Things got worse, not better, thanks in part to the refusal of emergent governments to coordinate highway planning across the colonially defined national borders. Moreover, existing African trade routes continued the legacy of colonialism, which had disrupted traditional intra-continental trade to focus on exports of African goods to European (and other) markets. One key result of this massive failure to build an intercontinental highway system is that Africa today, with 13% of the world’s people, accounts for but 2% of the world’s gross domestic product.



In 2001, another ECA Executive Secretary, K. Y. Amoako, reported that, “In Africa now, it is so very difficult to travel around the continent … It can take a long time to transport goods from Nigeria all the way to Cote d’Ivoire, given the number of roadblocks, the number of customs posts, the number of delays that one encounters.” In 2003, the African Development Bank admitted that what should be a 3-day trip from Bangua, Central African Republic, to Douala, Cameroon, can take up to 11 days and that loaded trucks on this route were paying about $580 per trip to pass through local barricades.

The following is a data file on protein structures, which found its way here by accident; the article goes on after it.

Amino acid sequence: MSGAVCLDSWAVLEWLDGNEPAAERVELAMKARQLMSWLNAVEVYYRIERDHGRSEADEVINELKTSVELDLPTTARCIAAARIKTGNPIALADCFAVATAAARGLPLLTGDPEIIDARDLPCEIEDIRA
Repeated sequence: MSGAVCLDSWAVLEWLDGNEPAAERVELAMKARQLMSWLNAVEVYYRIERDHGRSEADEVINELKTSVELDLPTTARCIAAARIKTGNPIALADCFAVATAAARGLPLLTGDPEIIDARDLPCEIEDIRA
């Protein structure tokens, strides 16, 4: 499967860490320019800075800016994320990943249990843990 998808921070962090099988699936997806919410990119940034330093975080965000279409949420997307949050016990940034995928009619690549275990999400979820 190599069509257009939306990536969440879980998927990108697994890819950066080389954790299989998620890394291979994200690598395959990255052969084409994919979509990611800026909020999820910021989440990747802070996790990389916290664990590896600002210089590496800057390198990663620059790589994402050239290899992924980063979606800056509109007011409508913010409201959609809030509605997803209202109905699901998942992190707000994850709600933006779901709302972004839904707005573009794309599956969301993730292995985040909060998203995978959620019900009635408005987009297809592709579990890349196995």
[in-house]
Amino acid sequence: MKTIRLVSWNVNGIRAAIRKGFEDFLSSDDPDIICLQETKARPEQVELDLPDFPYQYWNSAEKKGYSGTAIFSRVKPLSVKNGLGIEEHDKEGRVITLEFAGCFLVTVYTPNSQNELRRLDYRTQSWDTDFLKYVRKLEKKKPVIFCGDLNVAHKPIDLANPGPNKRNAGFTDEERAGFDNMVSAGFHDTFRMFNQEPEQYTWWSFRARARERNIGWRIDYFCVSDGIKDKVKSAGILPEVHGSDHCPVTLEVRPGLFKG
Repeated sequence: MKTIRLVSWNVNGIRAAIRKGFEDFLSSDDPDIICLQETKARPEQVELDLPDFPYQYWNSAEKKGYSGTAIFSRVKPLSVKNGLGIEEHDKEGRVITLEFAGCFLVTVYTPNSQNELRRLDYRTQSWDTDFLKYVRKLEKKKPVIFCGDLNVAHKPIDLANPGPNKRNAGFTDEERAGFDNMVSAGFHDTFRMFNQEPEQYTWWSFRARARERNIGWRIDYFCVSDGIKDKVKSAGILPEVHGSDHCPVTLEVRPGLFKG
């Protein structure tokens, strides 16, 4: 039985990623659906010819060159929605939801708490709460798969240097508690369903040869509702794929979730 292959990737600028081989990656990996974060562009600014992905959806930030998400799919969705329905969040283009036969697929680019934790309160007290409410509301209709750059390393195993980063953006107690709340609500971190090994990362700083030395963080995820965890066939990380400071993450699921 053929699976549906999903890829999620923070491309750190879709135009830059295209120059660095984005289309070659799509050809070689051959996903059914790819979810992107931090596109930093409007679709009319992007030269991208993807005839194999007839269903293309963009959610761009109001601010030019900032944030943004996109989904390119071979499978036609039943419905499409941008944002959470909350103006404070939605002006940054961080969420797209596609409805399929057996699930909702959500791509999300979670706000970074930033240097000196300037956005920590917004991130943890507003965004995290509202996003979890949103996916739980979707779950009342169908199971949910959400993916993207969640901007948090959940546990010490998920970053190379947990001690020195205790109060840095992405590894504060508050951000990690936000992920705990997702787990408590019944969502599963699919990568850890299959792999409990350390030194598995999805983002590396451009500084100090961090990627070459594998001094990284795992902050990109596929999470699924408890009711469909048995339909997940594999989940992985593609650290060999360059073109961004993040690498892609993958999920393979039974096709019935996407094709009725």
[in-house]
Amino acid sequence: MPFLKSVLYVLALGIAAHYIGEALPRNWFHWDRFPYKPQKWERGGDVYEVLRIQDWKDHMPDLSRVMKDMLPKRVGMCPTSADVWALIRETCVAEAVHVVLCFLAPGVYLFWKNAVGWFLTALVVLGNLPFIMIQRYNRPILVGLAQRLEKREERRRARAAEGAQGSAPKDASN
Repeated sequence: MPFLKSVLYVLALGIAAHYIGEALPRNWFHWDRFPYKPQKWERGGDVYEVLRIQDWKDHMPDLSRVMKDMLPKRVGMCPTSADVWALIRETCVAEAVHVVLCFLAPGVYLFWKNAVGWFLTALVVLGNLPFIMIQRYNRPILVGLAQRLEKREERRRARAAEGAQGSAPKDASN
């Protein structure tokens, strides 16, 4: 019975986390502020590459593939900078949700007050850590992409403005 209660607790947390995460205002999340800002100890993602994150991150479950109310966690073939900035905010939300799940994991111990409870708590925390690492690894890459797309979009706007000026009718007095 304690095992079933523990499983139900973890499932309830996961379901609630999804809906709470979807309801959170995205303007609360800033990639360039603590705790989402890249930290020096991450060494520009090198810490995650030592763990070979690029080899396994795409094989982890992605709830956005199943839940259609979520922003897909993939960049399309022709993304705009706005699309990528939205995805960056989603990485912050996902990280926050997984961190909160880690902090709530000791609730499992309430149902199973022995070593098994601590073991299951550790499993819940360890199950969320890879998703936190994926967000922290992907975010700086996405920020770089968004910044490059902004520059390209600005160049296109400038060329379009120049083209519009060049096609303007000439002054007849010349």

Not all the news is bad. In 2004, Kenya announced startup of construction of the Mombasa-Nairobi-Addis Abada highway, to be financed through a $51.6 million loan and $3.9 million grant from the African Development Fund and through other creditors and donors. Projections are that the project, set for completion in 2009, will increase annual trade between Kenya and Ethiopia by 500% – from $35 million to $175 million — and also “foster a conducive and enabling environment for the private sector and for attracting direct foreign investments.”



Across the continent, the Economic Community of West African States has been building large portions of the Trans West African highway network, which includes a trans-coastal highway linking Lagos, Nigeria, to Nouakchott, Mauritania, and a trans-Sahelian highway linking Dakar, Senegal, with N’djamena, Chad (with a goal of opening up landlocked countries in the region). These projects were bolstered by the New Partnership for Africa’s Development – that is, by Africans working together for their common future.



Even when fully built, these key projects will represent only a fraction of the network Wheeler wants to build – and even Wheeler’s network may be inadequate once intra-African trade and travel begin to escalate. Yet few Westerners believe African governments are capable of funding highway construction at such levels. Itai Madamombe, in the October 2006 issue of Africa Renewal, cited a recent World Bank estimate that it would take about 4% of Africa’s gross domestic product to construct roads alone, which he admits would be “a pricey undertaking considering African countries’ many other needs.”